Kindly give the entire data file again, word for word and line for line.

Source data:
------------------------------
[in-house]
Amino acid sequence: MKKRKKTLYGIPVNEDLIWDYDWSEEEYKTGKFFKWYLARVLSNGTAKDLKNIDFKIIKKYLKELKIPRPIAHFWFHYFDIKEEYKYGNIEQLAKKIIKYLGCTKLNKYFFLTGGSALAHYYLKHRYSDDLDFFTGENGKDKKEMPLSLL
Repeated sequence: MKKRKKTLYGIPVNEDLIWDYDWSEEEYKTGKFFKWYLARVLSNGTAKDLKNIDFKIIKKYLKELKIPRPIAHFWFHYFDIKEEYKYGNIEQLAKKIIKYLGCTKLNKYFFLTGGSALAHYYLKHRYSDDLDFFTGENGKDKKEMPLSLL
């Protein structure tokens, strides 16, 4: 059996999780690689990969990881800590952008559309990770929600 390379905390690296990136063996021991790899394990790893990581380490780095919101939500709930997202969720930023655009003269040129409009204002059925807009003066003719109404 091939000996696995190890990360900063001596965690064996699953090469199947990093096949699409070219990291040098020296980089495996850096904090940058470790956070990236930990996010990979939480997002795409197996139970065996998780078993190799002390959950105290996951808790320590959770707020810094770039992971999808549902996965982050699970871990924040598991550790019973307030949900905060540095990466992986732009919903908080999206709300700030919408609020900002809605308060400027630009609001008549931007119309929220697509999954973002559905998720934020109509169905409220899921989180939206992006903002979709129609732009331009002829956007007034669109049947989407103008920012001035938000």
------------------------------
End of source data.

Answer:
[in-house]
Amino acid sequence: MKKRKKTLYGIPVNEDLIWDYDWSEEEYKTGKFFKWYLARVLSNGTAKDLKNIDFKIIKKYLKELKIPRPIAHFWFHYFDIKEEYKYGNIEQLAKKIIKYLGCTKLNKYFFLTGGSALAHYYLKHRYSDDLDFFTGENGKDKKEMPLSLL
Repeated sequence: MKKRKKTLYGIPVNEDLIWDYDWSEEEYKTGKFFKWYLARVLSNGTAKDLKNIDFKIIKKYLKELKIPRPIAHFWFHYFDIKEEYKYGNIEQLAKKIIKYLGCTKLNKYFFLTGGSALAHYYLKHRYSDDLDFFTGENGKDKKEMPLSLL
């Protein structure tokens, strides 16, 4: 059996999780690689990969990881800590952008559309990770929600 390379905390690296990136063996021991790899394990790893990581380490780095919101939500709930997202969720930023655009003269040129409009204002059925807009003066003719109404 091939000996696995190890990360900063001596965690064996699953090469199947990093096949699409070219990291040098020296980089495996850096904090940058470790956070990236930990996010990979939480997002795409197996139970065996998780078993190799002390959950105290996951808790320590959770707020810094770039992971999808549902996965982050699970871990924040598991550790019973307030949900905060540095990466992986732009919903908080999206709300700030919408609020900002809605308060400027630009609001008549931007119309929220697509999954973002559905998720934020109509169905409220899921989180939206992006903002979709129609732009331009002829956007007034669109049947989407103008920012001035938000």